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TV RATINGS

Fox gets clean-up hit with '24'

Show benefits from onslaught of promos that aired during the World Series.

October 31, 2002|Brian Lowry | Times Staff Writer

Well, thanks, baseball fans. Based on Tuesday night's ratings, you have helped ensure that the public will again be treated to a barrage of promotion for Fox shows before, between and, yes, during innings in next year's World Series.

After a stretch in which none of Fox's programs had fared especially well -- including the new David E. Kelley drama "Girls Club," which was yanked Tuesday after just two telecasts -- the critically heralded "24" delivered a stellar performance Tuesday night.

Attracting a best-yet 13.5 million viewers, according to Nielsen Media Research estimates, the serialized drama starring Kiefer Sutherland dominated its competitive time period among the young-adult demographics used as currency with advertisers -- surpassing, among others, NBC's "Frasier," which is showing its age, posting its lowest rating for an original episode.

Fox's "That '70s Show" also looked solid, drawing 11.2 million viewers and winning its time slot in those same key demographics against ABC's comedies "8 Simple Rules for Dating My Teenage Daughter" and "According to Jim," which had been thriving while the Fox show was benched by the playoffs.

The numbers amount to a ninth-inning rally for Fox, whose strategy of cramming promotion for its prime-time lineup into baseball has looked increasingly suspect as the fall season has progressed.

Although there's no way to directly measure the role baseball played in alerting people to the return of "24," Tuesday's results -- reflecting a major surge from the 8.6 million viewers the program averaged its first season -- provide at least some endorsement for the value of big sporting events as a promotional vehicle.

Focusing on action and suspense, "24" was doubtless more appetizing to men -- the principal component of the baseball audience -- than "Girls Club," though to be fair, women shunned that series as well.

"It's obvious that with a broader kind of show, with significant male appeal, you do better" coming out of baseball, said Fox Entertainment President Gail Berman, who, with the network buffeted through last season and this fall, was breathing a small sigh of relief.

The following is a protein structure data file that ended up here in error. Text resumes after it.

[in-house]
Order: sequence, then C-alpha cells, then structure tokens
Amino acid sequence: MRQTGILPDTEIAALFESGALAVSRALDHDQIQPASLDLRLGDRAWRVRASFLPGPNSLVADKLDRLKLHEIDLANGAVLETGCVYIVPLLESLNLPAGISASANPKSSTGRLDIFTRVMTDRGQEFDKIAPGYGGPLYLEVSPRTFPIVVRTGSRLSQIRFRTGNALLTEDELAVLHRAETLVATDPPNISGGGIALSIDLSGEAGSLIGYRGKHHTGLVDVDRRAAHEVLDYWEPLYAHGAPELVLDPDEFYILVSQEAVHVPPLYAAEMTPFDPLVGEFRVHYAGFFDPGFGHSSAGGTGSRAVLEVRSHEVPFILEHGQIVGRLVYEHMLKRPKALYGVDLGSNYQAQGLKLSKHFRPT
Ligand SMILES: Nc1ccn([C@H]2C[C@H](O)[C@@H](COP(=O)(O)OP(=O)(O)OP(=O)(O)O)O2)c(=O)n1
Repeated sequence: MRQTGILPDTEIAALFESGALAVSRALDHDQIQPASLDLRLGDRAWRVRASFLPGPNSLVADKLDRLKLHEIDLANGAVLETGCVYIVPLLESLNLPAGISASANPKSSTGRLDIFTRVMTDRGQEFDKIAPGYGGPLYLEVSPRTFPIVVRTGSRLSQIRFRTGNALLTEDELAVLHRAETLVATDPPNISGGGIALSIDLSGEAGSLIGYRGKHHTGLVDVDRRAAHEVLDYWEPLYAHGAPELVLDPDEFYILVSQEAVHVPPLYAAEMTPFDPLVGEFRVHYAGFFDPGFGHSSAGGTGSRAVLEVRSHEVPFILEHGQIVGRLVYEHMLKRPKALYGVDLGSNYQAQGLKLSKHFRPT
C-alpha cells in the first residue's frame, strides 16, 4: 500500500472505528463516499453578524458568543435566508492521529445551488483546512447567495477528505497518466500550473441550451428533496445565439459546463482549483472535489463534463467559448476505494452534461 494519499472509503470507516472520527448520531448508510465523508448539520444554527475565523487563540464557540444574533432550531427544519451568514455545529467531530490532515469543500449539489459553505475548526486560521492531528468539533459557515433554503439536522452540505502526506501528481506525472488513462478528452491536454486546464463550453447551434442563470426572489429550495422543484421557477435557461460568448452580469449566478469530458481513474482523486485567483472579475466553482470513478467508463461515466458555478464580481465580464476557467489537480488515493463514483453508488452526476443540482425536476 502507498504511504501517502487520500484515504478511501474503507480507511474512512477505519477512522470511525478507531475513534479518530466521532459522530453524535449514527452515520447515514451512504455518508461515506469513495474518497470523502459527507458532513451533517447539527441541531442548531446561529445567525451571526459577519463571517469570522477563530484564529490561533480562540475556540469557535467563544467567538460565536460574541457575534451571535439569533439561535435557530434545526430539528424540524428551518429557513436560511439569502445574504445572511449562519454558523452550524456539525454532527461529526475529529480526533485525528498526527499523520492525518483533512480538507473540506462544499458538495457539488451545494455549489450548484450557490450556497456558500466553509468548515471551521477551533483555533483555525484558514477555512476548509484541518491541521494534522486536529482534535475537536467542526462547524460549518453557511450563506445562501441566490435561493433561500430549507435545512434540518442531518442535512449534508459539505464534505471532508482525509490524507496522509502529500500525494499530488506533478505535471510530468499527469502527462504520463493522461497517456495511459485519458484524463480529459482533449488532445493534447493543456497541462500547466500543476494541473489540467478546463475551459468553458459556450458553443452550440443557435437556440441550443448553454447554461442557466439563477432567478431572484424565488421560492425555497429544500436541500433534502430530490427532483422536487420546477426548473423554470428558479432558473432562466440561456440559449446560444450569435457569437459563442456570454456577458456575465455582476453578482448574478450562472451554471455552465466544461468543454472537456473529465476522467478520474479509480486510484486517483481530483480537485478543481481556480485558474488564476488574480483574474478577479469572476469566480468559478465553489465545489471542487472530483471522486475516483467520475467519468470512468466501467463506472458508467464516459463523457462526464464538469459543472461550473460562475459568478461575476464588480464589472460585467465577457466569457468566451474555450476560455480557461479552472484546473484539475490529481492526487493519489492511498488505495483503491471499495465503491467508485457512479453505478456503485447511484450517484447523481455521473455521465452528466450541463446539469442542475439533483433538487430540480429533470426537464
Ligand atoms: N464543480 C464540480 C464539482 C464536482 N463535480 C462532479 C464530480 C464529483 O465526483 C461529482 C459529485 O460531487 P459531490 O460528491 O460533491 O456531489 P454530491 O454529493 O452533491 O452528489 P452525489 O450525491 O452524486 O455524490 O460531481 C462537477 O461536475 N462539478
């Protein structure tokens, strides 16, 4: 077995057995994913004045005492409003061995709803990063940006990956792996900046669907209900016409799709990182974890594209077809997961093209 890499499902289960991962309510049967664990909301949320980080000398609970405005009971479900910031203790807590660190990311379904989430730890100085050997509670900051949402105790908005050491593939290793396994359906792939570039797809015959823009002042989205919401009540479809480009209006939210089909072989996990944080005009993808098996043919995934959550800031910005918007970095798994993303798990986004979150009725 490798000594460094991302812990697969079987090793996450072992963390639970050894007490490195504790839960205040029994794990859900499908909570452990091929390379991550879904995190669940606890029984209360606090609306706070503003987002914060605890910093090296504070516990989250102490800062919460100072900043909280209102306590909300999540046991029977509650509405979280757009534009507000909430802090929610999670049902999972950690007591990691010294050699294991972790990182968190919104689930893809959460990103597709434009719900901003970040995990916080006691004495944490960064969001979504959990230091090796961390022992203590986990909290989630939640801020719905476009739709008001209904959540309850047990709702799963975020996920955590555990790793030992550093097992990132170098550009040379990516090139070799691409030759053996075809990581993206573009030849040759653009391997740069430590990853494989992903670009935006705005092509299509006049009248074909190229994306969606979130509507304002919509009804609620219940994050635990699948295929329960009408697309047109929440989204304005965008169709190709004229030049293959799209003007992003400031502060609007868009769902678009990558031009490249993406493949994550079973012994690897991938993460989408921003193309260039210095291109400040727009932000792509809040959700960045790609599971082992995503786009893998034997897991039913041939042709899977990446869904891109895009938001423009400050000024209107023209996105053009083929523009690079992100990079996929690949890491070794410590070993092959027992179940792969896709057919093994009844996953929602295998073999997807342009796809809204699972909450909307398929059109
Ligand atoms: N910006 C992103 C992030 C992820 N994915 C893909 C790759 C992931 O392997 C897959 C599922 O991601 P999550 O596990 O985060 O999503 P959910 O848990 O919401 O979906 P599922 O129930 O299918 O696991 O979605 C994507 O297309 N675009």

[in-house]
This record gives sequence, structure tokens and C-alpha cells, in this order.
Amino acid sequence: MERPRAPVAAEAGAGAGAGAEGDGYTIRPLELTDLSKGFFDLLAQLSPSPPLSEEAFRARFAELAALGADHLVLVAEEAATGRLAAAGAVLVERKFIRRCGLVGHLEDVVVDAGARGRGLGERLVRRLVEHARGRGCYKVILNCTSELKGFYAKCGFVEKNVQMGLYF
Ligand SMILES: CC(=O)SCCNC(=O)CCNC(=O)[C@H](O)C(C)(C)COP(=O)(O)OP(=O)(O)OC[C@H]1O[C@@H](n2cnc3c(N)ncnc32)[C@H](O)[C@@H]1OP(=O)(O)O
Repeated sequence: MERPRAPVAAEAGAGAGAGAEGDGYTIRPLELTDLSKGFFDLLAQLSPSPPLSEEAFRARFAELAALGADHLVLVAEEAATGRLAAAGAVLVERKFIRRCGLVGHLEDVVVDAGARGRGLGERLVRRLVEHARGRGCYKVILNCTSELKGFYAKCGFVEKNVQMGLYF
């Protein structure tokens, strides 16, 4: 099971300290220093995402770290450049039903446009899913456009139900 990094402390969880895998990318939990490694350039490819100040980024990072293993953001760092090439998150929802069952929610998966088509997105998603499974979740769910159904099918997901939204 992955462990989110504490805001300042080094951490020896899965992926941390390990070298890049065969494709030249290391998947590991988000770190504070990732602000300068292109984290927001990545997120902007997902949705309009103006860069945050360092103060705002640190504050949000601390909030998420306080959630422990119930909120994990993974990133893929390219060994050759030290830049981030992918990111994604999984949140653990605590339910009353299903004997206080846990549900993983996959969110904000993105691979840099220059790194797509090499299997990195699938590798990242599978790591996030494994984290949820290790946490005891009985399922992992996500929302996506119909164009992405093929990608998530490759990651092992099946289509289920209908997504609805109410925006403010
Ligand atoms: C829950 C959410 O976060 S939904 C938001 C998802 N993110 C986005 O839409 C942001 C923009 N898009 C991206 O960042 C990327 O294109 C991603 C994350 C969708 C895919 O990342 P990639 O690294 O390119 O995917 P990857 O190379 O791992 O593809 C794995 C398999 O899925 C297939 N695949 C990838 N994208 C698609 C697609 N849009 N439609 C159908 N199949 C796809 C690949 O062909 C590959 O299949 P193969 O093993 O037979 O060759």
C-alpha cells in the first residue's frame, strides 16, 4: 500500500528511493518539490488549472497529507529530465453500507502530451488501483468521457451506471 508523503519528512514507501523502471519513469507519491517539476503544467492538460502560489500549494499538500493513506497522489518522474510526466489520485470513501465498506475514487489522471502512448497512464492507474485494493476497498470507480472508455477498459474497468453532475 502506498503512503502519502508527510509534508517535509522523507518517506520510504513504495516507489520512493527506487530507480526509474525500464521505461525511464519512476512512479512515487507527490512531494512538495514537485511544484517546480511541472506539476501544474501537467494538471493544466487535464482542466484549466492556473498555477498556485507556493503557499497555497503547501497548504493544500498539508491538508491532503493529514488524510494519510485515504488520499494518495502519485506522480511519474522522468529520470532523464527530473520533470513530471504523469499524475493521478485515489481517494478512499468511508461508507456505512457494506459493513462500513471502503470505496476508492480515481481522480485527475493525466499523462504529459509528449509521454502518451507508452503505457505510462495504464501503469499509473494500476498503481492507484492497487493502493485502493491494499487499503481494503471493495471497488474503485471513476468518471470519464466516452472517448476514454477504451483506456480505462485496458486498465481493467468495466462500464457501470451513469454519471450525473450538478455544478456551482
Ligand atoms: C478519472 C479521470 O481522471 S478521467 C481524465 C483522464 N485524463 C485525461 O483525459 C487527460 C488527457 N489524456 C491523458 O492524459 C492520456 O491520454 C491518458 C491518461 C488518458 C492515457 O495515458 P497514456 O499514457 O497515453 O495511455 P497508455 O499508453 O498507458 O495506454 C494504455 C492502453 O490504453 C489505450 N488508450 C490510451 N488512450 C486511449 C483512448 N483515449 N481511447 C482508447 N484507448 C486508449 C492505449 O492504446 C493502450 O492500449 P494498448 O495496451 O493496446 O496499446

Networks have come to view televising sports as a loss leader -- making deals that lose money but yield ancillary benefits to other aspects of their business, from boosting profits at their TV stations to offering a venue to schmooze media buyers and sponsors.

Amid mounting losses, however, that approach has grown more difficult to justify in recent years, prompting NBC to walk away from its professional basketball and football contracts. In February, Fox parent News Corp. underscored just how tough the economics of major sports have become, announcing a $909-million write-down stemming from its losses on baseball, football and stock-car racing.

Even with Tuesday's bright spots, Fox concedes it is hardly out of the woods in terms of its prime-time schedule. The failure of "Girls Club" and poor ratings for an expensive new sci-fi series, "Firefly," leave significant holes to fill, and a new comedy, "The Grubbs," has already been shelved. (The network will repeat "24" on Monday in place of "Girls Club," providing another chance for viewers to sample the show prior to the second telecast.)

Tuesday's box score, meanwhile, is bad news for those fans who complained about the promotional onslaught they endured during games, which again included computer-inserted ads in the background for Fox shows. Some suggested that the network was, in effect, mistreating visitors who wouldn't otherwise watch Fox.

Apparently, all those promos did help build interest in "24." And given how hard it has become to get noticed over the roar of the cable crowd, networks will try to cash in on whatever leadoff hitters they can find.

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